28 November , 2019 Fdiindia
India Looking At USD 26 Billion Defence Industry by 2025: Rajnath Singh
Recently, while addressing a business seminar called ‘India Rising’, Defence Minister Rajnath Singh said that India was looking at achieving USD 26 billion by the year 2025. The business seminar was organised by the Indian Chamber of Commerce at the Defence & Security Exhibition 2019.
At the conference, he was seen encouraging manufacturing companies to join the ‘Make in India’ initiative.
Admitting that the quoted figure was ambitious Singh said, "On the one hand this target is ambitious, but at the same time it's encouraging that India's defence exports have grown almost six-fold in the last two years.” Under the Draft Defence Production Policy 2018, the government of India sought $5 billion defence exports by the year 2025.
The defence minister said that USD 10 billion investment in the aerospace and defence goods and services could lead to significant employment generation, creating jobs for 2-3 million people. This figure was expected by 2025.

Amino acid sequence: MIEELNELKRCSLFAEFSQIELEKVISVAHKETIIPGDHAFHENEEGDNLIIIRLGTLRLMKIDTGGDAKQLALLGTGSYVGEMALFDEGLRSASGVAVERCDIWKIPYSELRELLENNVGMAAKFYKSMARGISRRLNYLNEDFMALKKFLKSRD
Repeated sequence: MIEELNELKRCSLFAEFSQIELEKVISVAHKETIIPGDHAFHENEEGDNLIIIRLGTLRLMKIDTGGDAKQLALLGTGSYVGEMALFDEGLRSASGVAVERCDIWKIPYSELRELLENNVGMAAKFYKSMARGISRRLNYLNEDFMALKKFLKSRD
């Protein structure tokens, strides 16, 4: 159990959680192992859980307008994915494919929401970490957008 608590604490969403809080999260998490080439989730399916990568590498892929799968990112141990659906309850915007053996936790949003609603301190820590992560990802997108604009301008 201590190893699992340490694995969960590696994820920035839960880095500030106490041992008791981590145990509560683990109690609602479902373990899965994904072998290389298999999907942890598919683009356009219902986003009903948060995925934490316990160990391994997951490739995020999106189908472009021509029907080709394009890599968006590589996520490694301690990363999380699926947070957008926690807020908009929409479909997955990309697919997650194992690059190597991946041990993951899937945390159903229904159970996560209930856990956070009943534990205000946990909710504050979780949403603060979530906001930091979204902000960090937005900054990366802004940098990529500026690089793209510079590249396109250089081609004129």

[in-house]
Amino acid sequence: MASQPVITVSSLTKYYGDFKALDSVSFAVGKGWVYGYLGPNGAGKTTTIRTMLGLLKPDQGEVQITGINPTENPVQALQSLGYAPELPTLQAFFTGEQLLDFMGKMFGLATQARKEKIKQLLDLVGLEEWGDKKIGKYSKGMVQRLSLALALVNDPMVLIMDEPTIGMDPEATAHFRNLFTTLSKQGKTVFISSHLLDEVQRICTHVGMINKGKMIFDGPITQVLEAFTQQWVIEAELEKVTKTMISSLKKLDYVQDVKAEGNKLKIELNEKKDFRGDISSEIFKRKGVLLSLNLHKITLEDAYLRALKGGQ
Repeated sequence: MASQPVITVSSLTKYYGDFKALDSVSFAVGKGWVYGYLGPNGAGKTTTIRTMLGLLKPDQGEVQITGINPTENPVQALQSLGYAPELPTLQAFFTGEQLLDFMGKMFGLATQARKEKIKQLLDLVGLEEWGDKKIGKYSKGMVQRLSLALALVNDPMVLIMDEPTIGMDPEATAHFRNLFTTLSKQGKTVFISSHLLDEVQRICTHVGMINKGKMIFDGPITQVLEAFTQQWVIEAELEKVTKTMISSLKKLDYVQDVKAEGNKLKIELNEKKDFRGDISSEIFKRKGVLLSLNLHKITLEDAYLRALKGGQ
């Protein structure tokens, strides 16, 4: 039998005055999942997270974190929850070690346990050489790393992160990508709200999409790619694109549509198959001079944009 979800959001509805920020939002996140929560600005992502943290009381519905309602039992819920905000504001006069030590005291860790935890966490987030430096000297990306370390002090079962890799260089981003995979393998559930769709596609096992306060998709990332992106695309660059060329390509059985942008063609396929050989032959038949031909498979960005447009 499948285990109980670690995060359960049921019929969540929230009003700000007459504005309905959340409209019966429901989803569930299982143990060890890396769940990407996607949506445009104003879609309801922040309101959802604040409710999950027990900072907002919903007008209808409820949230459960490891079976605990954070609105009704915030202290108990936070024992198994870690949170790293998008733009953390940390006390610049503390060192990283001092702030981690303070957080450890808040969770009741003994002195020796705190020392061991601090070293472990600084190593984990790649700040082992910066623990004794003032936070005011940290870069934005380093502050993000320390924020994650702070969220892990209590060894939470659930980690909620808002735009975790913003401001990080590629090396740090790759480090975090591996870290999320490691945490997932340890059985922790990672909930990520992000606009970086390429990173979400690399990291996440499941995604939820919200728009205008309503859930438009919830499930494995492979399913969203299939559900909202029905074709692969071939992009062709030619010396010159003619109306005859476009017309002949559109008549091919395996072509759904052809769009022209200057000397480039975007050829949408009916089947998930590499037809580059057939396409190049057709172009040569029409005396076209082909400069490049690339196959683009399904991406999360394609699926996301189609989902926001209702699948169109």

In the seminar, Singh emphasized on his ministry’s initiatives to increase exports, including further liberalizing the existing procedures, industry licensing process, , increase in foreign direct investment (FDI) cap, streamlining of defence offset policy and making government trial and testing facilities accessible to the private sector.
Rajnath Singh also said, "A new transfer of technology (ToT) policy is being developed to simplify the way of transferring technology by DRDO to the industry. More than 900 ToT licensing agreements have been signed with industries. It's a major step towards making the defence manufacturing sector self-sufficient.”
Recently, the government introduced a number of reforms in the FDI reforms of different sectors such as digital media, single brand retail trade, coal mining, contract manufacturing and more. These reforms were originally proposed for the first time by finance minister Nirmala Sitharaman in her maiden budget of 2019.
These reforms came after the country witnessed a dip in FDI equity inflows for the first time in 6 years. Changes were proposed in the existing FDI regulation structure in order to attract more overseas investors.